Although there are various churches in the Carmen neighbourhood, two are particularly significant in the history of Valencia and the neighbourhood. Even though the neighbourhood used to be (at least partly) the Moorish quarter of the city, nothing remains of the mosque that used to be here.
It’s important to remember that La Seu, the Cathedral of Valencia is not in the Carmen neighbourhood. This is a common misconception, as the Cathedral is actually located in another barrio (de la Seu), which still belongs to the Ciutat Vella district.
San Nicolás de Bari y San Pedro Mártir Church
The Iglesia de San Nicolás de Bari y San Pedro Mártir, also simply known as Saint Nicholas Church, is one of the most visited religious buildings in Valencia. Its fame is due to its unique combination of Gothic and Baroque styles, as well as its spectacular ceiling fresco. This last feature has earned it the nickname Sistine Chapel of Spain.
The history of this building spans centuries. The site was initially (12th century) occupied by a mosque and later cleared out to make room for a church, which kept being altered and remodelled until the 1800s.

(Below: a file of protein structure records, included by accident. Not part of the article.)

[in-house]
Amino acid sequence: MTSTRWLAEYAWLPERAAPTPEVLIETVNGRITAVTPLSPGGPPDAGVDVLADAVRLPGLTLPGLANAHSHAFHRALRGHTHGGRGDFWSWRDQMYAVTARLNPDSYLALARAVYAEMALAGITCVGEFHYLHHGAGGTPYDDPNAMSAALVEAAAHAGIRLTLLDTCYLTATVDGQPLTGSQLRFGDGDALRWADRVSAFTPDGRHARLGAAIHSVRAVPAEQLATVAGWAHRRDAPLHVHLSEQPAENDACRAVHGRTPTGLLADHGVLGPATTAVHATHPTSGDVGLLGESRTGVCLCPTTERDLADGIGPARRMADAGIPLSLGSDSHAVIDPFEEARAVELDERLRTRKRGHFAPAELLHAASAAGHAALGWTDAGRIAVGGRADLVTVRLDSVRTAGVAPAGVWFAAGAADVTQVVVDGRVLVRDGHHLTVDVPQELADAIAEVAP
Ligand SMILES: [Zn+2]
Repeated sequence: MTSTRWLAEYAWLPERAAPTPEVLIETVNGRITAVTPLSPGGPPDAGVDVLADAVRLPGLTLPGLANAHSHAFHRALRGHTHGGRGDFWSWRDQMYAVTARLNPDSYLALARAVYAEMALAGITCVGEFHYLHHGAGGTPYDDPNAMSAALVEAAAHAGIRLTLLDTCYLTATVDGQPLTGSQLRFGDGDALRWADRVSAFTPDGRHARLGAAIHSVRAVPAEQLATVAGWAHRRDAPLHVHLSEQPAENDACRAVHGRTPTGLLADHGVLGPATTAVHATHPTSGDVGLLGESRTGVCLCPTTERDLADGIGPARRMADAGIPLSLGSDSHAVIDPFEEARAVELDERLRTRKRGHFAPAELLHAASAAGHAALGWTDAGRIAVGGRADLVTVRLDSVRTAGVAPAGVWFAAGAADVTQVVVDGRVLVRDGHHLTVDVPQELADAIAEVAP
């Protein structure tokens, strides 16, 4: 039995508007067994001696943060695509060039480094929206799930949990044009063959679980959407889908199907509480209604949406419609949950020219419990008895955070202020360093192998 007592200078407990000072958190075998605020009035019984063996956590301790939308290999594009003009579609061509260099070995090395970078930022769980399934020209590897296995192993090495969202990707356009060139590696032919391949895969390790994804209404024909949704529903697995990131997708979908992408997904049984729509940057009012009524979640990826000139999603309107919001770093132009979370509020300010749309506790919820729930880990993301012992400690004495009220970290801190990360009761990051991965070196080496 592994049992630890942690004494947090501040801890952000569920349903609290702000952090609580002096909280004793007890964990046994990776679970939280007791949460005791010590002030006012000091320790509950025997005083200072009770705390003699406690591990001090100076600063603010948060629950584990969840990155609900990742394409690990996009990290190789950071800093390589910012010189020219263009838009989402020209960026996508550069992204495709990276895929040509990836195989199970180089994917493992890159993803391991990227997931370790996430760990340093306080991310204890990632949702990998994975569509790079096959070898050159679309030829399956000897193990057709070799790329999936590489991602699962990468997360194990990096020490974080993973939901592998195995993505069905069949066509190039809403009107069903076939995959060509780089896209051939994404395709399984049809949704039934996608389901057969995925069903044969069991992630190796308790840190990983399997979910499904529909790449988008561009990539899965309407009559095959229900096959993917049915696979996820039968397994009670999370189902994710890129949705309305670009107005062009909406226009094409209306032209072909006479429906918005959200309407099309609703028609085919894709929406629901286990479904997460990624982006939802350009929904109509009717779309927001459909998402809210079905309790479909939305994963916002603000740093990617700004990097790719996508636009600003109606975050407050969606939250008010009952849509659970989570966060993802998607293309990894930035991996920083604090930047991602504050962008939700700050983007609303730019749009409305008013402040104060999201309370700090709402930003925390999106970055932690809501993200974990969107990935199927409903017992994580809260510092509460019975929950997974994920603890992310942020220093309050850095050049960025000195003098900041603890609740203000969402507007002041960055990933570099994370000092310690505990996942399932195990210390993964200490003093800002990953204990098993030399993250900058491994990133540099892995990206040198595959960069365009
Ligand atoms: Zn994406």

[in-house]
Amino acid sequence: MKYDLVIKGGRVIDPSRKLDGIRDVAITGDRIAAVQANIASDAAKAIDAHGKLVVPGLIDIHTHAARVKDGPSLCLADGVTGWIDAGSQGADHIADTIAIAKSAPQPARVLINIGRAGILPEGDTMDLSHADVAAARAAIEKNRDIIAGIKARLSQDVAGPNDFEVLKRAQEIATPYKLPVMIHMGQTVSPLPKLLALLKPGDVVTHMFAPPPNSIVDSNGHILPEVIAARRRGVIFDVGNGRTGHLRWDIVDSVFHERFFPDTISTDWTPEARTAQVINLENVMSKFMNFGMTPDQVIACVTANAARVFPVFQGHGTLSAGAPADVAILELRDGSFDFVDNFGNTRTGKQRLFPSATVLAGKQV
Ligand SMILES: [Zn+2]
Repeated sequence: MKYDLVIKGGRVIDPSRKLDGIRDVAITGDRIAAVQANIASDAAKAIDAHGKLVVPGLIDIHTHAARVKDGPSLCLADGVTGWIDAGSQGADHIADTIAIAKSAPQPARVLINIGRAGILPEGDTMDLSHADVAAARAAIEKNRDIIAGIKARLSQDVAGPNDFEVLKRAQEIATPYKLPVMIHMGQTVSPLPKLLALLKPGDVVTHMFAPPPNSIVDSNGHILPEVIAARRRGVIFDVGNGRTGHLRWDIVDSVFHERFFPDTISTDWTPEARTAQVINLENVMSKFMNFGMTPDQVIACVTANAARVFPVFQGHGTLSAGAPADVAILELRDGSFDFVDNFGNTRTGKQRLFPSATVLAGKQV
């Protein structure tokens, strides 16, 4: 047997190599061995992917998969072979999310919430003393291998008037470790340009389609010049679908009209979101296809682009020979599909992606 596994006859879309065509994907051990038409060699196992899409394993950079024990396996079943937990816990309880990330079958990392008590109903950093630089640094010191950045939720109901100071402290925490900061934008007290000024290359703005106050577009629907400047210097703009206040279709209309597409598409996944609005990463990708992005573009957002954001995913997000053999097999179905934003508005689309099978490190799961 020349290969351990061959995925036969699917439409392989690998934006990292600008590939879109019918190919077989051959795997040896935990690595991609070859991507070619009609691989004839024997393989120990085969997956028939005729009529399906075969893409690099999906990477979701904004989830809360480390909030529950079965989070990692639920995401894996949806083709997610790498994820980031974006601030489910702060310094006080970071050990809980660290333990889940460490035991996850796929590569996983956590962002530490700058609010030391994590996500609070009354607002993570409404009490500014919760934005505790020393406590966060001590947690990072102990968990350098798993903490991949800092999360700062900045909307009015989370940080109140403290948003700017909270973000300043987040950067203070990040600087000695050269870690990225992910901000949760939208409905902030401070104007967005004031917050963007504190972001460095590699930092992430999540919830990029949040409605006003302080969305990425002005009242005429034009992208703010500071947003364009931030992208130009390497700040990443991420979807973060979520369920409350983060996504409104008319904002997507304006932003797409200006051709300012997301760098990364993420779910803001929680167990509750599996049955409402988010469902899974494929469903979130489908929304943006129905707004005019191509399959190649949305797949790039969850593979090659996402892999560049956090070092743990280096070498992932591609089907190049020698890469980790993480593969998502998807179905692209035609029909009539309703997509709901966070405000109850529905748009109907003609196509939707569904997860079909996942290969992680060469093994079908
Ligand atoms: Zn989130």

Saint Nicholas’ Church is at the edge between El Carme and La Seu neighbourhoods in the Old Town (view map above). In fact, its main entrance is in El Carmen, while the church itself falls within the limits of the Seu neighbourhood.
If you want to learn more about this church, you can check out our article about the Iglesia de San Nicolás de Bari y San Pedro Mártir.
Iglesia de la Santa Cruz
The building that today we call Iglesia de la Santa Cruz (Church of the Holy Cross) was part of the larger Real Monasterio de Nuestra Señora del Carmen. Because of this, the Church is still referred to by many Valencians as Iglesia del Carmen.
The monastery, which gave its name to the Carme neighbourhood, was built in 1281 by the Carmelite monks. Its most notable features are the Gothic and Renaissance cloisters, as well as the Mannerist façade facing Plaza del Carmen.
When the convent was dissolved in the 19th century, part of it became the Church of Santa Cruz, while the remaining part of the old convent is home to the Centro del Carmen Cultural Centre.